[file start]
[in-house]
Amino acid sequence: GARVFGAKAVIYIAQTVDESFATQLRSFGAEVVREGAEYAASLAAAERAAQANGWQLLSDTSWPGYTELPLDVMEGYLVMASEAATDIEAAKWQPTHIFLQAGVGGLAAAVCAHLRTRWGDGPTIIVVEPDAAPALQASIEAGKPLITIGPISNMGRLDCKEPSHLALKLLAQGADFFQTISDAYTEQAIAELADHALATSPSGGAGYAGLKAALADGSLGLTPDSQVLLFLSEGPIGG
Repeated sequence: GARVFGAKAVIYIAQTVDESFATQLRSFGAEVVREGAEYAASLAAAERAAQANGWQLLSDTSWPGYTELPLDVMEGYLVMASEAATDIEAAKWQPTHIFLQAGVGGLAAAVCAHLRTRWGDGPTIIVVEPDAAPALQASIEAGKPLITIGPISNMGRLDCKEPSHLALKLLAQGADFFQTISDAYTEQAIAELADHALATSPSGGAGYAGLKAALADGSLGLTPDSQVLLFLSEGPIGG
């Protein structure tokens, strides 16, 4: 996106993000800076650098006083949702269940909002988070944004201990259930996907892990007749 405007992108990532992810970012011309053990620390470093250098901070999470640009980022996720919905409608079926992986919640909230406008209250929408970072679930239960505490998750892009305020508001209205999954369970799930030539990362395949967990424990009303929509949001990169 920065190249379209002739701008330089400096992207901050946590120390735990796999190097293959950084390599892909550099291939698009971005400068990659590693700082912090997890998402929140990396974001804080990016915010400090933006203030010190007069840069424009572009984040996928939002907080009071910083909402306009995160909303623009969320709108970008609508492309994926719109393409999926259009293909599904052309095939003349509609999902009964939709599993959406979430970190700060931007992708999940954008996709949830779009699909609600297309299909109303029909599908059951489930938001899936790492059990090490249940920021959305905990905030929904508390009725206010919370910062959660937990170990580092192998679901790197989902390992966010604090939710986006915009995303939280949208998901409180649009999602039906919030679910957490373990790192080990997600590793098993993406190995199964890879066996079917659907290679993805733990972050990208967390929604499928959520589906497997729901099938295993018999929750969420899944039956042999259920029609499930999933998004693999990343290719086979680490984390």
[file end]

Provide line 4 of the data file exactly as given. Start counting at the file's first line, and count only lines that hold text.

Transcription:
């Protein structure tokens, strides 16, 4: 996106993000800076650098006083949702269940909002988070944004201990259930996907892990007749 405007992108990532992810970012011309053990620390470093250098901070999470640009980022996720919905409608079926992986919640909230406008209250929408970072679930239960505490998750892009305020508001209205999954369970799930030539990362395949967990424990009303929509949001990169 920065190249379209002739701008330089400096992207901050946590120390735990796999190097293959950084390599892909550099291939698009971005400068990659590693700082912090997890998402929140990396974001804080990016915010400090933006203030010190007069840069424009572009984040996928939002907080009071910083909402306009995160909303623009969320709108970008609508492309994926719109393409999926259009293909599904052309095939003349509609999902009964939709599993959406979430970190700060931007992708999940954008996709949830779009699909609600297309299909109303029909599908059951489930938001899936790492059990090490249940920021959305905990905030929904508390009725206010919370910062959660937990170990580092192998679901790197989902390992966010604090939710986006915009995303939280949208998901409180649009999602039906919030679910957490373990790192080990997600590793098993993406190995199964890879066996079917659907290679993805733990972050990208967390929604499928959520589906497997729901099938295993018999929750969420899944039956042999259920029609499930999933998004693999990343290719086979680490984390």